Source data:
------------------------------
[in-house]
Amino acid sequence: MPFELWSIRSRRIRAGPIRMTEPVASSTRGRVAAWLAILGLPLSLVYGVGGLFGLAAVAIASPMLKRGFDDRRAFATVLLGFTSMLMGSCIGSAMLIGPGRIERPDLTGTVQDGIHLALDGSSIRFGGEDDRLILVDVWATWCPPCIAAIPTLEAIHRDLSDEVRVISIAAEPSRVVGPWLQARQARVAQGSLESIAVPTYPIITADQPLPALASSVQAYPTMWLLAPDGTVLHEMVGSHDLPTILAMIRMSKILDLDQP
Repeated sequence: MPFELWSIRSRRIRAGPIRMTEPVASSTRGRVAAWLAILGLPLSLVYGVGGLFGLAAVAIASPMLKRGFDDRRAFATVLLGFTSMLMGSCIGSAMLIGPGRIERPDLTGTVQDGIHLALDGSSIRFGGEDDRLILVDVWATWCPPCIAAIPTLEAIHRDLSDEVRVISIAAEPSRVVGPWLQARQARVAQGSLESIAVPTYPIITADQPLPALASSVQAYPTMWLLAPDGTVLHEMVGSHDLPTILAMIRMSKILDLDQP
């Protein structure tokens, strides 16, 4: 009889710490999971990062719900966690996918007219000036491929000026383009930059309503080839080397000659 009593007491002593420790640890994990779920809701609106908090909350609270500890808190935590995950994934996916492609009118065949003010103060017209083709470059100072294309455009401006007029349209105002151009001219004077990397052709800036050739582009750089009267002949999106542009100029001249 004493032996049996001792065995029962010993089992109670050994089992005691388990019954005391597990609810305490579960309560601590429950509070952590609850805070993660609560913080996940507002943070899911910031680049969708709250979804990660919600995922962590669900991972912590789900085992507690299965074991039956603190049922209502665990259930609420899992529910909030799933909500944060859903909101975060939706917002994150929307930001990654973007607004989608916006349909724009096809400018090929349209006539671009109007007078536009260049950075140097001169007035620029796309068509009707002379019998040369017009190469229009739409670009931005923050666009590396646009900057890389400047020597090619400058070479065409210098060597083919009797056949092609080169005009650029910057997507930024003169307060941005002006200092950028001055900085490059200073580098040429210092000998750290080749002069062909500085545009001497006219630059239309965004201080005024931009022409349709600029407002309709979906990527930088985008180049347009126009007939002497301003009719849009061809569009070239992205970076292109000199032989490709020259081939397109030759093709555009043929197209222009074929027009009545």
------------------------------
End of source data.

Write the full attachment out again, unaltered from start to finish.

[in-house]
Amino acid sequence: MPFELWSIRSRRIRAGPIRMTEPVASSTRGRVAAWLAILGLPLSLVYGVGGLFGLAAVAIASPMLKRGFDDRRAFATVLLGFTSMLMGSCIGSAMLIGPGRIERPDLTGTVQDGIHLALDGSSIRFGGEDDRLILVDVWATWCPPCIAAIPTLEAIHRDLSDEVRVISIAAEPSRVVGPWLQARQARVAQGSLESIAVPTYPIITADQPLPALASSVQAYPTMWLLAPDGTVLHEMVGSHDLPTILAMIRMSKILDLDQP
Repeated sequence: MPFELWSIRSRRIRAGPIRMTEPVASSTRGRVAAWLAILGLPLSLVYGVGGLFGLAAVAIASPMLKRGFDDRRAFATVLLGFTSMLMGSCIGSAMLIGPGRIERPDLTGTVQDGIHLALDGSSIRFGGEDDRLILVDVWATWCPPCIAAIPTLEAIHRDLSDEVRVISIAAEPSRVVGPWLQARQARVAQGSLESIAVPTYPIITADQPLPALASSVQAYPTMWLLAPDGTVLHEMVGSHDLPTILAMIRMSKILDLDQP
């Protein structure tokens, strides 16, 4: 009889710490999971990062719900966690996918007219000036491929000026383009930059309503080839080397000659 009593007491002593420790640890994990779920809701609106908090909350609270500890808190935590995950994934996916492609009118065949003010103060017209083709470059100072294309455009401006007029349209105002151009001219004077990397052709800036050739582009750089009267002949999106542009100029001249 004493032996049996001792065995029962010993089992109670050994089992005691388990019954005391597990609810305490579960309560601590429950509070952590609850805070993660609560913080996940507002943070899911910031680049969708709250979804990660919600995922962590669900991972912590789900085992507690299965074991039956603190049922209502665990259930609420899992529910909030799933909500944060859903909101975060939706917002994150929307930001990654973007607004989608916006349909724009096809400018090929349209006539671009109007007078536009260049950075140097001169007035620029796309068509009707002379019998040369017009190469229009739409670009931005923050666009590396646009900057890389400047020597090619400058070479065409210098060597083919009797056949092609080169005009650029910057997507930024003169307060941005002006200092950028001055900085490059200073580098040429210092000998750290080749002069062909500085545009001497006219630059239309965004201080005024931009022409349709600029407002309709979906990527930088985008180049347009126009007939002497301003009719849009061809569009070239992205970076292109000199032989490709020259081939397109030759093709555009043929197209222009074929027009009545």